Re: Rituals in culture

Marc W.D. Tyrrell (
Sat, 9 Sep 1995 20:20:24 GMT

In article <> Hardig <> writes:
>From: Hardig <>
>Subject: Rituals in culture
>Date: Sat, 9 Sep 1995 23:31:22 GMT

> Since the principle reason for culture is to sustain and
>perpetuate populations and is the tool people learn to surive, could
>rituals persistance throughout time and peoples be due to a function it

Why sound so surprised by the question <grin>? that same answer was given 100
years ago. Also, why do you assume that "the principle reason for culture is
to sustain and perpetuate populations"?

>Regardless of its origin, the way it is performed, of the philosophy behind
>them, or where it is practiced, why is this a common thread that runs through
>all cultures past and present? If so, what is the function or need that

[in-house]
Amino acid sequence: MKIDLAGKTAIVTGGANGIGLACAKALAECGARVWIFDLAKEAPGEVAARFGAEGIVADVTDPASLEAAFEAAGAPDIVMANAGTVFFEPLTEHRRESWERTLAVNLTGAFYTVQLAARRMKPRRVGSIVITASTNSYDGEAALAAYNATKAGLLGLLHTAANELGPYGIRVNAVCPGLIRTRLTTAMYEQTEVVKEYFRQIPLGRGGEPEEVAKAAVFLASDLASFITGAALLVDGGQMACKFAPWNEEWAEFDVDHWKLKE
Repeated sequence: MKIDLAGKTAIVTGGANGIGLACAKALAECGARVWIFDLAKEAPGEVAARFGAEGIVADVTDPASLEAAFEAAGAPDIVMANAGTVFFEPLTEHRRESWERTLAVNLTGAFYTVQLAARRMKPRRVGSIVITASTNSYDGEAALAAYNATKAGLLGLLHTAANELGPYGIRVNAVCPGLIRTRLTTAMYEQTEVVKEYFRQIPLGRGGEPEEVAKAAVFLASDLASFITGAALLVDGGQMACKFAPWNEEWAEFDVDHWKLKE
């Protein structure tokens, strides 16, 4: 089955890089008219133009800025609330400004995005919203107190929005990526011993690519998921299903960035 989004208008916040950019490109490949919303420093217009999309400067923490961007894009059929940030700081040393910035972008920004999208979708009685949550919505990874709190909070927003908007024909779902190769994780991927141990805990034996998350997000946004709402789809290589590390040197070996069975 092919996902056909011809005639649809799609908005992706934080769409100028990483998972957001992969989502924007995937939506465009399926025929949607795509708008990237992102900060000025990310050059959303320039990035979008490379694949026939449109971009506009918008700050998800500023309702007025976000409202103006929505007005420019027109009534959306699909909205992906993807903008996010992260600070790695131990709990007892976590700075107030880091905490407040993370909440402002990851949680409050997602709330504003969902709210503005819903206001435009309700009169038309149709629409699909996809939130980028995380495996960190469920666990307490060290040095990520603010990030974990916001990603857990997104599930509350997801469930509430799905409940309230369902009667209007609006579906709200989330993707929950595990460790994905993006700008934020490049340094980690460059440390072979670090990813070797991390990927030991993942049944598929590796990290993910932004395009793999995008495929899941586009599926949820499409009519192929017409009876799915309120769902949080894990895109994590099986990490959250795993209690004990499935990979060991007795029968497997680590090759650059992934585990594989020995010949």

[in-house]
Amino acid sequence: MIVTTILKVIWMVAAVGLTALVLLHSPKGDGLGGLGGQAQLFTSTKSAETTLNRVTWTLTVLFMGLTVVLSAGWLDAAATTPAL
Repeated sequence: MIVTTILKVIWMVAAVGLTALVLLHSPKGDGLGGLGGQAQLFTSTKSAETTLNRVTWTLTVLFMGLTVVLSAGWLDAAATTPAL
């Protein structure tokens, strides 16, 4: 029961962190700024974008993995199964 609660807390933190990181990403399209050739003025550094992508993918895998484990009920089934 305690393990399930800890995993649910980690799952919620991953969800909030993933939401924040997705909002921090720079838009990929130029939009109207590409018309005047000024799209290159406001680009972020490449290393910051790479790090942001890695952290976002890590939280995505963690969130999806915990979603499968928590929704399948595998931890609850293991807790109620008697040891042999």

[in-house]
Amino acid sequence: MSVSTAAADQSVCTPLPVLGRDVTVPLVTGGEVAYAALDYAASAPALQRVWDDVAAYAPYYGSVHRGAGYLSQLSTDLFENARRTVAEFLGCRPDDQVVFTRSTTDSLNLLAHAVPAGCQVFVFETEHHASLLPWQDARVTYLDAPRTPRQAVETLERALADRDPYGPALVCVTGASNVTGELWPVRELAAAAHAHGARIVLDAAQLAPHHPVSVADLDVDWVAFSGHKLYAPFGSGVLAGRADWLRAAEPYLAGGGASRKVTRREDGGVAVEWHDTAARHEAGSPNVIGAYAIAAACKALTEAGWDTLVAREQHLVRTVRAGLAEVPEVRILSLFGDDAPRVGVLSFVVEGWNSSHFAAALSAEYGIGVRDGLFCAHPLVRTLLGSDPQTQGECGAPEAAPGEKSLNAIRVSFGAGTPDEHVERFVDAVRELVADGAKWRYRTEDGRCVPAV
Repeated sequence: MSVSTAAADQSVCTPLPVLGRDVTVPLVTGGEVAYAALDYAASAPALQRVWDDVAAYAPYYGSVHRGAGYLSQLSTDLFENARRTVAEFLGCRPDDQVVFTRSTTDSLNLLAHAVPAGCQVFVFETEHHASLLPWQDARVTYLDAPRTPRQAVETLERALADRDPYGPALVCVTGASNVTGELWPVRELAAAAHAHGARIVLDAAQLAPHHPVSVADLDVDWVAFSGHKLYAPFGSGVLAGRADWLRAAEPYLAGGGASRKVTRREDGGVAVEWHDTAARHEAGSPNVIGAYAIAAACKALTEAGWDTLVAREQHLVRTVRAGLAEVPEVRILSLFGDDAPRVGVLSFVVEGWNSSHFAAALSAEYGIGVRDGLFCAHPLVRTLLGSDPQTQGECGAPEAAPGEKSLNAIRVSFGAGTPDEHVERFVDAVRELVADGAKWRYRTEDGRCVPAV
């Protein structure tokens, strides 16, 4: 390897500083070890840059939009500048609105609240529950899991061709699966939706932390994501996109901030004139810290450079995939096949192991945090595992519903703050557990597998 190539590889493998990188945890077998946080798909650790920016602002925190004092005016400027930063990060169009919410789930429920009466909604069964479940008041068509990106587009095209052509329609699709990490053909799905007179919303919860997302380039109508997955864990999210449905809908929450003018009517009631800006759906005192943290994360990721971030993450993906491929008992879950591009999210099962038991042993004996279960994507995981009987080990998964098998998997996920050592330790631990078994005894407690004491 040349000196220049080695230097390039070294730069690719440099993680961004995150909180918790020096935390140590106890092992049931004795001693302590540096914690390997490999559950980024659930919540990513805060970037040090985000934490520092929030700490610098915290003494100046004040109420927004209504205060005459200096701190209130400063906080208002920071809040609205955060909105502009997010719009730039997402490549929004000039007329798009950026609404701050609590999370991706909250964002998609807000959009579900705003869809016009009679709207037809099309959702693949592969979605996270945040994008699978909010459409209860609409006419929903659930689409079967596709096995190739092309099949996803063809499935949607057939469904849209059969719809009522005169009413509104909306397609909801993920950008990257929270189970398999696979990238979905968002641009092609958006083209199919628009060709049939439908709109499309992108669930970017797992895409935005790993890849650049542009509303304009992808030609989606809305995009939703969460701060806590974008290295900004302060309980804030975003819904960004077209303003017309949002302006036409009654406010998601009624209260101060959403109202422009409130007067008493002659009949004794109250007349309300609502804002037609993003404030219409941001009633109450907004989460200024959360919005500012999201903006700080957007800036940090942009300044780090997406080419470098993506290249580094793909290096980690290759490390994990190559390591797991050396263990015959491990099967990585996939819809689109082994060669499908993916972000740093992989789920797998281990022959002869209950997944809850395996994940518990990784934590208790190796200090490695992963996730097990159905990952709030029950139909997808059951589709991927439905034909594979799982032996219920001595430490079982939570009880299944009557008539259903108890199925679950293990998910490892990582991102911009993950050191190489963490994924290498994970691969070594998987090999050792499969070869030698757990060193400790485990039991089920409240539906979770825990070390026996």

>rituals fulfill? Has there been any basic or cross-cultural studies done on
>this? I would be truly fascinated to hear any theories.

There have been literally tons of studies on ritual. You might want to check
out the bibliography compiled by Ronald Grimes in 1985, which lists about 500+

As to the function fulfilled by any given ritual, that depends on the type of
ritual. For example, there are rites of passage (brith, death, marriage,
initiation), rites of degredation (e.g. courts martial), etc.


Marc W.D. Tyrrell
Department of Sociology and Anthropology,
7th Floor, Loeb Building,
Carleton University, Vox: (613) 746-2924
1125 Colonel By Drive, Fax: (613) 788-4062
Ottawa, Ontario email: